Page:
Why is ethanol corrosive

Molecules, school book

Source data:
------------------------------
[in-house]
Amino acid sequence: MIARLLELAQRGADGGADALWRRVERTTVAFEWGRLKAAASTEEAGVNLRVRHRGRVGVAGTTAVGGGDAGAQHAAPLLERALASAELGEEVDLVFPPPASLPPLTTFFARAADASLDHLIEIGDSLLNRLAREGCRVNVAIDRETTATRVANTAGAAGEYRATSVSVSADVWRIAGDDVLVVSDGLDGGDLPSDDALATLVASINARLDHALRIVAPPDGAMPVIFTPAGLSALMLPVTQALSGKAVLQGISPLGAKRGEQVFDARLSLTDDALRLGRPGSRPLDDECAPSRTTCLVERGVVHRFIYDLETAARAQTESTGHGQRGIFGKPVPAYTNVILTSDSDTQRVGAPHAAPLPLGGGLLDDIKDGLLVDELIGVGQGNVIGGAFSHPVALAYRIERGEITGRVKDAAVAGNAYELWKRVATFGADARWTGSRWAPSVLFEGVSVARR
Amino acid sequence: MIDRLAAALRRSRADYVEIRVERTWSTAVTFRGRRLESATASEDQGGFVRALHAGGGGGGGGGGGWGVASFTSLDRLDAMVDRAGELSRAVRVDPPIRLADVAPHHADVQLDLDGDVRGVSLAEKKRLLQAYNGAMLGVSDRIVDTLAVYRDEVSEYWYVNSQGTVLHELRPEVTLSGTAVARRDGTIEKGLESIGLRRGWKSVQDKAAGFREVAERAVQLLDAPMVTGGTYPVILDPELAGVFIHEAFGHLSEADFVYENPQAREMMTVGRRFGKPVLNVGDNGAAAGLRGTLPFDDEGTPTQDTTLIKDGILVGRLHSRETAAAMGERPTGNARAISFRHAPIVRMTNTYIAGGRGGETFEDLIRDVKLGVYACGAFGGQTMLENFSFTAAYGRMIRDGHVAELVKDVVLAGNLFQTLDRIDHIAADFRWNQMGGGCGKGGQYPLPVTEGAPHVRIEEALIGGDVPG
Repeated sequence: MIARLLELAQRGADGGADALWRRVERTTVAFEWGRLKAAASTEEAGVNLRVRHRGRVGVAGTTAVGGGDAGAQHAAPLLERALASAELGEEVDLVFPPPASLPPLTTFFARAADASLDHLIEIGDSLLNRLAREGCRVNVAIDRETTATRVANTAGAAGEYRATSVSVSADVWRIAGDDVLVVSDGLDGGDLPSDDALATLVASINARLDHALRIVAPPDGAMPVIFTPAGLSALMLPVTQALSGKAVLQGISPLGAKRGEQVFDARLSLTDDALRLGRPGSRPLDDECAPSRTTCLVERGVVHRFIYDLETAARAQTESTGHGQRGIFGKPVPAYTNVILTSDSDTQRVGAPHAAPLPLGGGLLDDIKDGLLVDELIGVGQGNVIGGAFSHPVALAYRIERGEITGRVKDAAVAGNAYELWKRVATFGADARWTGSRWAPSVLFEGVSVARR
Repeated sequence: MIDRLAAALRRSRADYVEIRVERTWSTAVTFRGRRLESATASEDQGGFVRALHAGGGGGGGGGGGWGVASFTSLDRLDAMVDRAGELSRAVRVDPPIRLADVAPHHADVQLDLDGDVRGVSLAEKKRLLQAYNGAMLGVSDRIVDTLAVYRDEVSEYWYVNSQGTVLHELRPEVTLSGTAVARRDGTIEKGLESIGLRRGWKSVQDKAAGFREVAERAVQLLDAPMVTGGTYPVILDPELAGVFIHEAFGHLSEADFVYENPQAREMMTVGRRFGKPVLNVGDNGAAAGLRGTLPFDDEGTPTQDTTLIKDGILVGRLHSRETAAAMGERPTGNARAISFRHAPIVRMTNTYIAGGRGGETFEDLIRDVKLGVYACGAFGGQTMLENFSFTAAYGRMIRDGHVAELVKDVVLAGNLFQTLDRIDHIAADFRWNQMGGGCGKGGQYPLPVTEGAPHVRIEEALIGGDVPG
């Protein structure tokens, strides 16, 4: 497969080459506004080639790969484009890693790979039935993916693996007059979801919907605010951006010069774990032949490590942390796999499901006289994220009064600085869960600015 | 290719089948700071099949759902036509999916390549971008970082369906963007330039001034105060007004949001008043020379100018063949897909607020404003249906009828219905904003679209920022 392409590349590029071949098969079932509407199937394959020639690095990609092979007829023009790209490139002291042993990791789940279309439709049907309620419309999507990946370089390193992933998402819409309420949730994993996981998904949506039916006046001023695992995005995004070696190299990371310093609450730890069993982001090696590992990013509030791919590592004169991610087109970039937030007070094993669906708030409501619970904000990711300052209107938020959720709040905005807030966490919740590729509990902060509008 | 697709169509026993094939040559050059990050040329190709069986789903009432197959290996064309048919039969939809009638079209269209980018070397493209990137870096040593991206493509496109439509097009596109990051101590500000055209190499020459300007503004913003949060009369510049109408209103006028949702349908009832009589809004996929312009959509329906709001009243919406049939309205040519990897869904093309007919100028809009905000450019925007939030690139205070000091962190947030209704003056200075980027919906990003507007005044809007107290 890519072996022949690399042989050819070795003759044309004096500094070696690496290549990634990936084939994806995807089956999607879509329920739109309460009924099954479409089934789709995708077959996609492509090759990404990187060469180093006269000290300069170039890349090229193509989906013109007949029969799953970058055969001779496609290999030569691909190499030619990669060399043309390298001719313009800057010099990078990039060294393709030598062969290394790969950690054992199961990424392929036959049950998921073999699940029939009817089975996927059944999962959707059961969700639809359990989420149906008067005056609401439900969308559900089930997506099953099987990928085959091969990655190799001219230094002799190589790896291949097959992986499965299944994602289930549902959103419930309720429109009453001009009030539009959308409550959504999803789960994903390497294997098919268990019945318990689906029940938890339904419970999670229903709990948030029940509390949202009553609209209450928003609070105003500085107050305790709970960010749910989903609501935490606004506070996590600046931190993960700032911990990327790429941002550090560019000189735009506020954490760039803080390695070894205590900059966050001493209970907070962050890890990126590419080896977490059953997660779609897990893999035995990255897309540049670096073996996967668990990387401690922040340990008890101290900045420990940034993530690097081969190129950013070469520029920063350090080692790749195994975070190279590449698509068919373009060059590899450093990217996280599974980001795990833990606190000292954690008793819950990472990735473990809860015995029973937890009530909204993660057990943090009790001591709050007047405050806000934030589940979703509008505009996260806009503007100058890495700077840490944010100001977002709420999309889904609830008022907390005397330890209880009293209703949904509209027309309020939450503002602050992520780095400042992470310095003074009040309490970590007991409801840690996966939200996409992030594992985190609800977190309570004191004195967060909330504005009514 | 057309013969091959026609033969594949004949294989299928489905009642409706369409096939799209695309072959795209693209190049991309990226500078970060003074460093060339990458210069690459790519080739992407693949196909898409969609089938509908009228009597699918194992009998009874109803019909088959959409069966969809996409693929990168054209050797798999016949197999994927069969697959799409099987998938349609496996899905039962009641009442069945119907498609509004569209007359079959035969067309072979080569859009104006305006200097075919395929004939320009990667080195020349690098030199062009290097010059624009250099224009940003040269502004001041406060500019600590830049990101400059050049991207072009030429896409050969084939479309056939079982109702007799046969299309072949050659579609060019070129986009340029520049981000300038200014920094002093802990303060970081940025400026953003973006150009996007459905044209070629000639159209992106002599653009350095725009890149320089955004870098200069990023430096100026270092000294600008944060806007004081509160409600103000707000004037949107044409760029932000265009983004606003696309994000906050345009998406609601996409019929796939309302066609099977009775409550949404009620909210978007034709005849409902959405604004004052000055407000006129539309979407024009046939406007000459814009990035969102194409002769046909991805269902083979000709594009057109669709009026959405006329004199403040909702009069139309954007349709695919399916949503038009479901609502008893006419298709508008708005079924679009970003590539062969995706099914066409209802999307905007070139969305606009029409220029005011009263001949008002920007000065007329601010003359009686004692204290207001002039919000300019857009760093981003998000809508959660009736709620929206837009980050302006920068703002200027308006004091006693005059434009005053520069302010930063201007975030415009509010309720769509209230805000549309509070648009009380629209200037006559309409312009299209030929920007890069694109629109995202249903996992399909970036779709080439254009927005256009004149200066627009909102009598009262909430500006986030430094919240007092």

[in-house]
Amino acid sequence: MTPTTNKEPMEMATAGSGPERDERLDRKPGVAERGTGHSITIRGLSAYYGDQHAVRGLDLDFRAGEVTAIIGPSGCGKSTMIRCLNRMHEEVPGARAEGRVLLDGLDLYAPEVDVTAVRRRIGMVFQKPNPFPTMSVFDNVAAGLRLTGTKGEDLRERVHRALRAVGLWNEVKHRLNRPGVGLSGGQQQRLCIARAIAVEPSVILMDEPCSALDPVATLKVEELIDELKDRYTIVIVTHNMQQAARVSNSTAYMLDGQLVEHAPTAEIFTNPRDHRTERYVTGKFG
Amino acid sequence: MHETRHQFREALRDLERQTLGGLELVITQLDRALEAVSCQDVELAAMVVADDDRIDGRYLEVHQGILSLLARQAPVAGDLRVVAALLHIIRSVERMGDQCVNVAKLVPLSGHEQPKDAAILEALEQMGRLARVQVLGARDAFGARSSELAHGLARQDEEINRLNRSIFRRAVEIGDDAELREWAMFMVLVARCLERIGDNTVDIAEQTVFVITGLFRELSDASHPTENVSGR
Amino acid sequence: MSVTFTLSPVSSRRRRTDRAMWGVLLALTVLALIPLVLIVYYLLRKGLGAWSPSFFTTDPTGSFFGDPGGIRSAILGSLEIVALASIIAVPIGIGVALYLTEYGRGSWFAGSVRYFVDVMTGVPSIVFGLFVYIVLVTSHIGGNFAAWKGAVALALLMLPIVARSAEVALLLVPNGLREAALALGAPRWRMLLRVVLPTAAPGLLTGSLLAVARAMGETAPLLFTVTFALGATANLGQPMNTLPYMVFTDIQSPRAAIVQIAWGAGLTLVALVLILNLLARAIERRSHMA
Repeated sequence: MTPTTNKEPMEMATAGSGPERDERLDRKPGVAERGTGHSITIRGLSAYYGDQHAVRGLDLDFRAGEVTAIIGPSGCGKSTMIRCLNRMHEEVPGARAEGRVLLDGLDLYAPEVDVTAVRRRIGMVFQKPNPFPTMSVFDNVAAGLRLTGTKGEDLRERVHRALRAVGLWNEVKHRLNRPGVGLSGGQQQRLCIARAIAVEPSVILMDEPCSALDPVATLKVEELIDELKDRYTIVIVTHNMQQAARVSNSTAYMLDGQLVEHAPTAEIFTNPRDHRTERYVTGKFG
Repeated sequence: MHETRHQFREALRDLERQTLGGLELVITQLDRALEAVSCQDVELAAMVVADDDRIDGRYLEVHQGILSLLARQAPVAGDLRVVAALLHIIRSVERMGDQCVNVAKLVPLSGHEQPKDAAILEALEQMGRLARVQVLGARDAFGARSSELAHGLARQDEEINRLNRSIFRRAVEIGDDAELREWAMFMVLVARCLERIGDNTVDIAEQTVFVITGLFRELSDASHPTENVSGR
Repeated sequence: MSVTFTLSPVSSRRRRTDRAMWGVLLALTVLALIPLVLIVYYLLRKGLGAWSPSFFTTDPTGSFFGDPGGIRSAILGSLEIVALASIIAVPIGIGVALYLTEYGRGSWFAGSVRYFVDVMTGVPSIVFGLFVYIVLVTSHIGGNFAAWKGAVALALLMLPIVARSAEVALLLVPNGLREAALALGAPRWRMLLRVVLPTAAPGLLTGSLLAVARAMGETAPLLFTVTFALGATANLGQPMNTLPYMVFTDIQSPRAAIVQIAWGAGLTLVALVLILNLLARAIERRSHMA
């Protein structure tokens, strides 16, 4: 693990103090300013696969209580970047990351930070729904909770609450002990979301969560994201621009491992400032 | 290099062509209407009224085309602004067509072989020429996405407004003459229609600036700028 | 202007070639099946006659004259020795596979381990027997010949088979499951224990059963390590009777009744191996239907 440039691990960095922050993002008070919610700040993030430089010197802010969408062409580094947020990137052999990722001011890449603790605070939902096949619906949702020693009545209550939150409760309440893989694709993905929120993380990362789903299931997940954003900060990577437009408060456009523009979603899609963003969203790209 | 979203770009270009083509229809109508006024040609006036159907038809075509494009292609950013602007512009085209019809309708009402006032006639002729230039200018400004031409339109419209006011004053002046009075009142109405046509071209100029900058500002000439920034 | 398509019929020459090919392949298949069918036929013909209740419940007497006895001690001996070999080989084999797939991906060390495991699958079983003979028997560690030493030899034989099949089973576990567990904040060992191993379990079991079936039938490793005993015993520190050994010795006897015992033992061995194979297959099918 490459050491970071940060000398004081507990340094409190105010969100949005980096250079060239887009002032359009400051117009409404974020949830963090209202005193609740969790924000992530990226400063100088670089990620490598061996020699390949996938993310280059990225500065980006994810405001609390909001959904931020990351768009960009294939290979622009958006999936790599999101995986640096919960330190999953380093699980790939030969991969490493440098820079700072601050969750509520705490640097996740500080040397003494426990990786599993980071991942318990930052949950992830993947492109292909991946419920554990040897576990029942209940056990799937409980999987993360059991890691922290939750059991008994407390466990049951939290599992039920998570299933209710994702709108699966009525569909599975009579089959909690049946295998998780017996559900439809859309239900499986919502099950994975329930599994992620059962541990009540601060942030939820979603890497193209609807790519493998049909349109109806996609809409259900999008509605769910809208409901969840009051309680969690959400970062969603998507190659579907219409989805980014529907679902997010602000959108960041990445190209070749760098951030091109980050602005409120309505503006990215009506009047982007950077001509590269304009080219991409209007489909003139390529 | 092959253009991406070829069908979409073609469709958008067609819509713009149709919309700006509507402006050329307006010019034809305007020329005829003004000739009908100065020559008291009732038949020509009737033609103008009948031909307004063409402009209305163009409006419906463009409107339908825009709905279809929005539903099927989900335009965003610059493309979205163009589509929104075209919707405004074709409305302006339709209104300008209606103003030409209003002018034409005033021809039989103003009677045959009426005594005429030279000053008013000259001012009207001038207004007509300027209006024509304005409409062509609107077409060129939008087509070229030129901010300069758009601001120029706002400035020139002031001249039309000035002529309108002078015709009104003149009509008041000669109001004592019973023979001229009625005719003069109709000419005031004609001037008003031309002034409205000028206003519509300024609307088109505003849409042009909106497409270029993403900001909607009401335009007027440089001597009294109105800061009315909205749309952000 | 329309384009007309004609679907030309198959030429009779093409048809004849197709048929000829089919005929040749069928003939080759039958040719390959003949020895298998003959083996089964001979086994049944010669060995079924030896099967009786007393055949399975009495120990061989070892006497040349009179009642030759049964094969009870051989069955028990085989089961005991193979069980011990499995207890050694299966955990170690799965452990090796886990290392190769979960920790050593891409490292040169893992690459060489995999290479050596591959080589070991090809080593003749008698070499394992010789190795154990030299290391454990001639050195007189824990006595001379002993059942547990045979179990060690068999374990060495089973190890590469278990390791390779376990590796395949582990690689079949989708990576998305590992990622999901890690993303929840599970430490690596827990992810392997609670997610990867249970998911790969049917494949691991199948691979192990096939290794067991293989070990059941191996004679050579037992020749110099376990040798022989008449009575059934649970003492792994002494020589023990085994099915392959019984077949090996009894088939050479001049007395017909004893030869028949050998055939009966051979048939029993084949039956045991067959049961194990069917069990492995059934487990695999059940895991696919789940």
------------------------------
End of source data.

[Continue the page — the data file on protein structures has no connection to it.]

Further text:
44 3 ORGANIC OXYGEN COMPOUNDS Technical ethanol is sold in the form of alcohol (alcohol concentration approx. 90%). In order to prevent the evasion of the alcohol tax by selling the alcohol intended for technical purposes as pleasure alcohol, ethanol is made inedible by adding petrol and some other substances ("denatured alcohol"). The technical importance of ethanol is steadily declining as it is being replaced by methanol in many cases. A number of the ethanol by-products, such as ethanal (acetaldehyde), can be produced more cheaply from methanol. Ethanol is used as a solvent and in the production of ethyl esters. Ethanol is toxic in high concentrations. It is also used as a preservative. In the form of alcoholic beverages, it has a stimulating effect in smaller quantities; in larger quantities, acute symptoms of poisoning can occur (headache, nausea). High doses can lead to unconsciousness and death (jumping over the "barrier to unconsciousness" by quickly drinking high-percentage beverages). Regularly consumed alcohol can lead to psychological dependence and severe physical damage (e.g. cirrhosis of the liver). Due to the stimulating effect of alcohol, people who are under the influence of alcohol tend to overestimate themselves. However, even with small amounts of alcohol, the ability to react and the ability to see (eg limited viewing angle) are severely impaired. In Austria, the legal limit for road users is a blood alcohol content of less than 0.5 ‰. This limit is often viewed as too high, since even at this value an impairment of driving ability occurs. Ethanol has a high nutritional value (approx. 30 kJ / g). Alcoholics mostly cover a large part of their energy needs with alcohol. Deficiencies in vitamins and other important food components increase the harmful effects of ethanol. Ethanol expands the skin vessels ("drunkards nose"). This leads to increased heat dissipation and a drop in body temperature. Other short-chain alcohols: They are solvents or extractants or ester components and are often technically more important than ethanol. (Fig. 44.1) During alcoholic fermentation they arise as decomposition products of the yeast protein (“fusel oils”) and are extremely harmful to health at higher concentrations. Allyl alcohol (propenol) (Fig. 44.2) Allyl alcohol is one of the most important unsaturated alcohols. It is obtained either from glycerol or from propene. It is a breath poison and has a very corrosive effect. The double bond makes allyl alcohol reactive. It serves as the starting material for a large number of products such as components for the manufacture of special plastics. Fatty alcohols (Fig. 44.3) Fatty alcohol is a collective name for long-chain unbranched primary alcohols. In the narrower sense, only alcohols with an even number of carbon atoms between 8 and 22 are fatty alcohols. Longer chains are called wax alcohols. Detergent substances (surfactants) are produced from fatty alcohols. Cholesterol (Cholesterol) (Fig. 44.4) Cholesterol is found in nerve cells, the brain and the spinal cord. Gallstones can consist entirely of cholesterol. It is produced in the liver (up to 2 g / day) and also taken up with food (0.1–1.4 g / day depending on the fat content of the food). It is used in the organism to synthesize hormones (sex hormones), but is also involved in building up nerve cells and has an important protective function for the skin. In the blood, cholesterol is bound to proteins (lipoproteins). In a simplified way, a distinction is made between those with high density (HDL = high density lipoprotein) and those with low density (LDL). High concentrations of LDL in particular can lead to cholesterol deposits on the arterial walls (arteriosclerosis). This is considered to be a major cause of heart attack and stroke. You should therefore have the “cholesterol level” in your blood checked regularly, and if the values ​​are high, you should eat low-fat and exercise. Fig. 44.1: Overview of the short-chain alcohols C 3 -alkanols: 2 isomers, water-miscible. Use: solvents, ester components, acetone production (propan-2-ol). C 4 alkanols: 4 structural isomers, poorly soluble in water. Use: solvents, ester components (plasticizers), brake fluid. C 5 alkanols: 8 structural isomers, poorly soluble in water. Use: solvents, ester components, pharmaceutical intermediates. C 5 alkanols are also called “amyl alcohols”. They arise as by-products of the fermentation mainly of starch-containing raw materials (amylum = starch). Fig. 44.4: Formula and molecular model of cholesterol Fig. 44.2: Formula and molecular model of allyl alcohol C C H C H H O H H H Fig. 44.3: Formula of decan-1-ol, a fatty alcohol CH 2 O H H O For testing purposes only - property of the publisher öbv

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